1) For first time since World War II the U.S. government’s debt will nearly equal the size of the entire American economy. By the end of 2020, the amount of debt owed by the United States will be about 98% of the nation’s gross domestic product with a debt that is about three times the 2019 level. The huge surge in debt is a result of the Congress spending an additional $3 trillion dollars in emergency funding since March, a result of the economic downturn from the coronavirus crisis. This is why some members of Congress and the White House have balked at approving an additional $2 trillion dollars in spending in view of the weak economy coupled with having little promise of improving soon. Few experts believe the Congress is likely to do something to reduce the deficit in the short term, all the while unemployment remains near 10 percent. Interest rates are low, which makes it less costly for the federal government to borrow. In addition to increase emergency spending, tax revenues fell as business slowed and many people lost their jobs.

2) After a steady increase in the markets, setting new records for highs, the stock markets took a sudden nose dive. This was caused by a massive and sudden sell off of the technology sector. The tech stocks had been on a ten day winning streak then a sudden overnight change which caught everyone by surprise. The Nasdaq dropped almost 600 points while the Dow was down 800 points. Market experts are left wondering what will come next, especially with the next jobs report for August coming out.

3) The pace of rehiring is expected to slow in August, so the economy will likely add fewer jobs than in July, while workers continue to be laid off. Because of the pandemic, America lost about 22 million jobs in March and April. In May through July, about 9.3 million jobs came back, so we are still short about 12 to 13 million jobs. Part of this is a result of so many small businesses having gone bust, so it will take a long time to replace those businesses and therefore replace the jobs they had. Economic turmoil is when technology displacement is prevalent as business seek the means to survive by reducing labor cost (eliminating jobs).

4) Stock market closings for – 3 SEP 20:

Dow 28,292.73 down 807.77
Nasdaq 11,458.10 down 598.34
S&P 500 3,455.06 down 125.78

10 Year Yield: down at 0.62%

Oil: down at $41.03

11 August 2020

1) Online retailer giant Amazon is considering taking over closed department stores in some malls to use as warehouses in their distribution system. Amazon is in talks with Simon Property Group, America’s largest mall owner, to convert J.C. Penny and Sears stores into distribution hubs for package delivery. Simon malls have 63 J.C. Penny and 11 Sears stores available. With many traditional brick-and-mortar stores in collapse, such a deal would make sense for both Amazon and Simon. Amazon is looking for more space closer to where customers live to help with its one day delivery strategy, while Simon needs cash rich tenants to bolster their business.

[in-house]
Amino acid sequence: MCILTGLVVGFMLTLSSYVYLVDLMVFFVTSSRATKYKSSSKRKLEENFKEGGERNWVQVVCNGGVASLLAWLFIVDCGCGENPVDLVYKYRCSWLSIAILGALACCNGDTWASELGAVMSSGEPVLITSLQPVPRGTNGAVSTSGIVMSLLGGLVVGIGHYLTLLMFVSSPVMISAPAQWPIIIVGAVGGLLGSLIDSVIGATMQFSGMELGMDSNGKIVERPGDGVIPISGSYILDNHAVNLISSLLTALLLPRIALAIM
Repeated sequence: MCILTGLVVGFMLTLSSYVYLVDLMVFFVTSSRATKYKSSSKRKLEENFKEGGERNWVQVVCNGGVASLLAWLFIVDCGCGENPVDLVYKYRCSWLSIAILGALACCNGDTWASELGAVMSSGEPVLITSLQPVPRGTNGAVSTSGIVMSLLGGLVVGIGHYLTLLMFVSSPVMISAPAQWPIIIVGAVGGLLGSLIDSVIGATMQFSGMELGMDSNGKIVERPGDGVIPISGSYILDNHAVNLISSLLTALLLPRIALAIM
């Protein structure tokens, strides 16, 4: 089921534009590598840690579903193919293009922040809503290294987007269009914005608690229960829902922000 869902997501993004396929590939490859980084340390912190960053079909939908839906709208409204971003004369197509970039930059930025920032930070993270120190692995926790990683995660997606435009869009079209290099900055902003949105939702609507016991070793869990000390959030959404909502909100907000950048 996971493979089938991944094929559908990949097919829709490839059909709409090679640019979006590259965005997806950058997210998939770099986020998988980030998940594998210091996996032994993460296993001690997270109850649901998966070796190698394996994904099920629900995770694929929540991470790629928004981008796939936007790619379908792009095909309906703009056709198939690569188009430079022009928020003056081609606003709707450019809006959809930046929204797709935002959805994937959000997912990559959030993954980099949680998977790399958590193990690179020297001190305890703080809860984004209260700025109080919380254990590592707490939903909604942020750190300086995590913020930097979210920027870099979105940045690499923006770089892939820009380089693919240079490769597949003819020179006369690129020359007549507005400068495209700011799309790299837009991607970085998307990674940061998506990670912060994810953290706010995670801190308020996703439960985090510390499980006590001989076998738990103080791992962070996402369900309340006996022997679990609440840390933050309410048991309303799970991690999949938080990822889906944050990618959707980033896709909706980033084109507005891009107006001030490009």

2) A report that outlines the three potential future movies in the Star Trek franchise has been released. The movies for Star Trek follow-on’s have been in limbo since the 2016’s Star Trek Beyond. There are three potential projects being considered for possible production, including a Tarantino’s Star Trek movie. The first movie by Noah Hawley (Fargo and Legion creator) is centered on a pandemic story line using a brand new cast, but is now on pause. The second is a movie by Tarantino, of Pulp Fiction fame, as writer, but not necessary directing it. Something of a take on of a prior Star Trek episode, it would be largely an earthbound 1930’s gangster setting. The third is a far more traditional Star Trek with the recent stars Chris Pine and Zachary Quinto. The next few weeks is expected to yield the fate of the Star Trek franchise.

3) Latest job numbers show 1.8 million new jobs created last month to give a 10.2% unemployment rate. This is another coming down of the rate, a good sign for the economy. This leaves 43% unemployed of the 22 million people who lost their jobs from the pandemic, so the economy is still a long way from a full recovery. Fears are that it will be a long time before full recovery, what with the large number of small businesses that have succumb to the Covid-19 crisis with subsequent loss of jobs. The continual struggling price of oil indicates a still weak international economy.

4) Stock market closings for – 10 AUG 20:

Dow 27,791.44 up 357.96
Nasdaq 10,968.36 down 42.63
S&P 500 3,360.47 up 9.19

10 Year Yield: up at 0.57%

Oil: up at $41.99

16 July 2020

1) Delta Airlines is expecting to spend up to $3.3 billion dollars on buyouts and early retirements in an effort to slash their labor cost. So far, 17,000 employees have signed up to leave the company because there is little in sight for the pandemic’s impact to end soon. The company is prohibited from laying off workers through 30 September under the terms of the $25 billion federal aid package met to support employee payroll. Delta has roughly 91,000 employees so this is a 19% reduction in their work force. The separation packages include cash severance, extended health care benefits and free flights. Other airlines are offering similar packages in an effort to reduce their work force.